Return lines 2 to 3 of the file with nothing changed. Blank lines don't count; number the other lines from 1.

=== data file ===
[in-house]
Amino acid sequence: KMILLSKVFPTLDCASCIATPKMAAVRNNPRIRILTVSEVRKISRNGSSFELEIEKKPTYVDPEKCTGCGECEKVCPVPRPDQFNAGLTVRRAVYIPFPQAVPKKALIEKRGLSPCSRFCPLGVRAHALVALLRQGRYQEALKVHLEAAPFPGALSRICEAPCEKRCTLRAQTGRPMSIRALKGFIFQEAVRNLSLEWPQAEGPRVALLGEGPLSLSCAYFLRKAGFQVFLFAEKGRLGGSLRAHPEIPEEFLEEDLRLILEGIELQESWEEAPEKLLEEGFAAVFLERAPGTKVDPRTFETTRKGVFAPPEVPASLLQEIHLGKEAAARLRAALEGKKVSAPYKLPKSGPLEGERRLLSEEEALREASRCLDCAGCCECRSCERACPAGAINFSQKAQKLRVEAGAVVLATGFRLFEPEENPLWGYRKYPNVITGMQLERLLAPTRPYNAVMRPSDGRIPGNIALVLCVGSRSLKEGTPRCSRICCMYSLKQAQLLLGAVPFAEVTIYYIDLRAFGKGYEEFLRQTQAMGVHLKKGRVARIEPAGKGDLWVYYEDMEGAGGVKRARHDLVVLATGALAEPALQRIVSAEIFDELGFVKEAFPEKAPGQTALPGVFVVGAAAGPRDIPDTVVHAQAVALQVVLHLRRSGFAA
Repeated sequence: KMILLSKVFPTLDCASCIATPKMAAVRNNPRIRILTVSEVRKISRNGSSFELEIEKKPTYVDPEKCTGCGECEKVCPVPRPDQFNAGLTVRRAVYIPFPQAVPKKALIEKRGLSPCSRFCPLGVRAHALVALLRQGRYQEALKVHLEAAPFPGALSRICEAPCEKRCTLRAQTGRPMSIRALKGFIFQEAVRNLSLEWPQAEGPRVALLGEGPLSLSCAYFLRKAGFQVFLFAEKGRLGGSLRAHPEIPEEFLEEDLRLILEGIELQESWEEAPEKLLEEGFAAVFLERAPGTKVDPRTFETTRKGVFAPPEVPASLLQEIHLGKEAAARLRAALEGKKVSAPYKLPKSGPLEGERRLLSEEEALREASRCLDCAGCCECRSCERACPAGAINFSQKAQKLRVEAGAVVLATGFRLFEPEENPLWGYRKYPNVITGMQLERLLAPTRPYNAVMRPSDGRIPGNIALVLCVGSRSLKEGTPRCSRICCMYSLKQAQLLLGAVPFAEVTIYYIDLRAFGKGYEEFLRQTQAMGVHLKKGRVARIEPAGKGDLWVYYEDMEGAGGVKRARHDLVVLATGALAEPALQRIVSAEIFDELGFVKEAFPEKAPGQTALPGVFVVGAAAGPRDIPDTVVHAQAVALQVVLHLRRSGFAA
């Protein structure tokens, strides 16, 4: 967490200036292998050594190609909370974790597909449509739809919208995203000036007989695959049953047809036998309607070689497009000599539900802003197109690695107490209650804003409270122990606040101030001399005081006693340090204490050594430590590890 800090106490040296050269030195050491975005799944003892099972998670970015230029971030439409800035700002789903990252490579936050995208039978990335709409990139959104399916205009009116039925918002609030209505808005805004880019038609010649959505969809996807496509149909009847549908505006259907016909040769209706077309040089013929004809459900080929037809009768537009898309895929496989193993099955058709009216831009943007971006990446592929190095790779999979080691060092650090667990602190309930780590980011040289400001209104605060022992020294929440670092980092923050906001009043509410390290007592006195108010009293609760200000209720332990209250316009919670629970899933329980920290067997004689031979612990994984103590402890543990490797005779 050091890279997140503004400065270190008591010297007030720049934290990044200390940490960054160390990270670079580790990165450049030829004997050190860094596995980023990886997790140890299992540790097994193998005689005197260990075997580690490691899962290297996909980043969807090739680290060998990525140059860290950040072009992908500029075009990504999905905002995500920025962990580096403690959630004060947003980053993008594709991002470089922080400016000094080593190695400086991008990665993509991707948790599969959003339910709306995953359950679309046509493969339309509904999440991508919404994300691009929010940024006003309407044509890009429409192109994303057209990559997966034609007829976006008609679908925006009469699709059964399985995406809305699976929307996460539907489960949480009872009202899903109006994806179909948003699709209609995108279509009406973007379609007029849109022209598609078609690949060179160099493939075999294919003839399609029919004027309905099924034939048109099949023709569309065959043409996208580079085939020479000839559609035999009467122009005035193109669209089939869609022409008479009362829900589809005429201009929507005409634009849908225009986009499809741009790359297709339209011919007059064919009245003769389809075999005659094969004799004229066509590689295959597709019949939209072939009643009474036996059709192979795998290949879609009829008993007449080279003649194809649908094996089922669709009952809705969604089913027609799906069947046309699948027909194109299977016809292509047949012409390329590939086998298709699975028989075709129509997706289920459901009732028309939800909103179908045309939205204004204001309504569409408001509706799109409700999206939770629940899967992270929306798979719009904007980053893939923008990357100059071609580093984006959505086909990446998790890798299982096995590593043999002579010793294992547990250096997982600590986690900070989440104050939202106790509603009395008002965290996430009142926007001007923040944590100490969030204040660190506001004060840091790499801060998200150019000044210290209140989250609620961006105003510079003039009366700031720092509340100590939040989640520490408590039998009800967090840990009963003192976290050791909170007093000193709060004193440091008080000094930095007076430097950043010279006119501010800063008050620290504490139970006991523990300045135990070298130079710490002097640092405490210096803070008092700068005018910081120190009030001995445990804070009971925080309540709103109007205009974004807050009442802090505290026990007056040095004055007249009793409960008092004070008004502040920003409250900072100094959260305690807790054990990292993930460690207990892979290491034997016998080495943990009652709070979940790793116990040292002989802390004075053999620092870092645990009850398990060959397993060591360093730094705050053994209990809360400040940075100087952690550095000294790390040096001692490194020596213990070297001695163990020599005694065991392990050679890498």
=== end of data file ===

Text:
Amino acid sequence: KMILLSKVFPTLDCASCIATPKMAAVRNNPRIRILTVSEVRKISRNGSSFELEIEKKPTYVDPEKCTGCGECEKVCPVPRPDQFNAGLTVRRAVYIPFPQAVPKKALIEKRGLSPCSRFCPLGVRAHALVALLRQGRYQEALKVHLEAAPFPGALSRICEAPCEKRCTLRAQTGRPMSIRALKGFIFQEAVRNLSLEWPQAEGPRVALLGEGPLSLSCAYFLRKAGFQVFLFAEKGRLGGSLRAHPEIPEEFLEEDLRLILEGIELQESWEEAPEKLLEEGFAAVFLERAPGTKVDPRTFETTRKGVFAPPEVPASLLQEIHLGKEAAARLRAALEGKKVSAPYKLPKSGPLEGERRLLSEEEALREASRCLDCAGCCECRSCERACPAGAINFSQKAQKLRVEAGAVVLATGFRLFEPEENPLWGYRKYPNVITGMQLERLLAPTRPYNAVMRPSDGRIPGNIALVLCVGSRSLKEGTPRCSRICCMYSLKQAQLLLGAVPFAEVTIYYIDLRAFGKGYEEFLRQTQAMGVHLKKGRVARIEPAGKGDLWVYYEDMEGAGGVKRARHDLVVLATGALAEPALQRIVSAEIFDELGFVKEAFPEKAPGQTALPGVFVVGAAAGPRDIPDTVVHAQAVALQVVLHLRRSGFAA
Repeated sequence: KMILLSKVFPTLDCASCIATPKMAAVRNNPRIRILTVSEVRKISRNGSSFELEIEKKPTYVDPEKCTGCGECEKVCPVPRPDQFNAGLTVRRAVYIPFPQAVPKKALIEKRGLSPCSRFCPLGVRAHALVALLRQGRYQEALKVHLEAAPFPGALSRICEAPCEKRCTLRAQTGRPMSIRALKGFIFQEAVRNLSLEWPQAEGPRVALLGEGPLSLSCAYFLRKAGFQVFLFAEKGRLGGSLRAHPEIPEEFLEEDLRLILEGIELQESWEEAPEKLLEEGFAAVFLERAPGTKVDPRTFETTRKGVFAPPEVPASLLQEIHLGKEAAARLRAALEGKKVSAPYKLPKSGPLEGERRLLSEEEALREASRCLDCAGCCECRSCERACPAGAINFSQKAQKLRVEAGAVVLATGFRLFEPEENPLWGYRKYPNVITGMQLERLLAPTRPYNAVMRPSDGRIPGNIALVLCVGSRSLKEGTPRCSRICCMYSLKQAQLLLGAVPFAEVTIYYIDLRAFGKGYEEFLRQTQAMGVHLKKGRVARIEPAGKGDLWVYYEDMEGAGGVKRARHDLVVLATGALAEPALQRIVSAEIFDELGFVKEAFPEKAPGQTALPGVFVVGAAAGPRDIPDTVVHAQAVALQVVLHLRRSGFAA